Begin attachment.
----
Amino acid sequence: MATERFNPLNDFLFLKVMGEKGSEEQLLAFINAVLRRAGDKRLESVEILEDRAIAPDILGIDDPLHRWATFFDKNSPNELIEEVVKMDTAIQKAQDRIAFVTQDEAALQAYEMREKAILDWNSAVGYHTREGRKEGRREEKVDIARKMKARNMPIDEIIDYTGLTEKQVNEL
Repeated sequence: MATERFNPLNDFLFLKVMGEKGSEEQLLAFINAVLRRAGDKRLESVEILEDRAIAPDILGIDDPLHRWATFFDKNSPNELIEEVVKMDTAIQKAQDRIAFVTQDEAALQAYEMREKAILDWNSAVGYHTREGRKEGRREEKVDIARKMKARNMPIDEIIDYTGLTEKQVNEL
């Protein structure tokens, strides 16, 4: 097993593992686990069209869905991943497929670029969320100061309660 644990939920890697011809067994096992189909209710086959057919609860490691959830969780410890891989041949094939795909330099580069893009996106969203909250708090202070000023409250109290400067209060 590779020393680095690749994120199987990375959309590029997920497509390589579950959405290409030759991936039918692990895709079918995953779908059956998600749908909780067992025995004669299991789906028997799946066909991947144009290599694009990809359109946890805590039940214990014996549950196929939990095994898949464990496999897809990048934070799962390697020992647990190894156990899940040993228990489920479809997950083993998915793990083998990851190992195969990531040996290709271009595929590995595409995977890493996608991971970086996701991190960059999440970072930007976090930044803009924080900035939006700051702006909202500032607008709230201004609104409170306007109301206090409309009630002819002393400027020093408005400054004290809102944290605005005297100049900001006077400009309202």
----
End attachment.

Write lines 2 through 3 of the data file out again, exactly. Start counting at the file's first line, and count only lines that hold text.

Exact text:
Repeated sequence: MATERFNPLNDFLFLKVMGEKGSEEQLLAFINAVLRRAGDKRLESVEILEDRAIAPDILGIDDPLHRWATFFDKNSPNELIEEVVKMDTAIQKAQDRIAFVTQDEAALQAYEMREKAILDWNSAVGYHTREGRKEGRREEKVDIARKMKARNMPIDEIIDYTGLTEKQVNEL
């Protein structure tokens, strides 16, 4: 097993593992686990069209869905991943497929670029969320100061309660 644990939920890697011809067994096992189909209710086959057919609860490691959830969780410890891989041949094939795909330099580069893009996106969203909250708090202070000023409250109290400067209060 590779020393680095690749994120199987990375959309590029997920497509390589579950959405290409030759991936039918692990895709079918995953779908059956998600749908909780067992025995004669299991789906028997799946066909991947144009290599694009990809359109946890805590039940214990014996549950196929939990095994898949464990496999897809990048934070799962390697020992647990190894156990899940040993228990489920479809997950083993998915793990083998990851190992195969990531040996290709271009595929590995595409995977890493996608991971970086996701991190960059999440970072930007976090930044803009924080900035939006700051702006909202500032607008709230201004609104409170306007109301206090409309009630002819002393400027020093408005400054004290809102944290605005005297100049900001006077400009309202």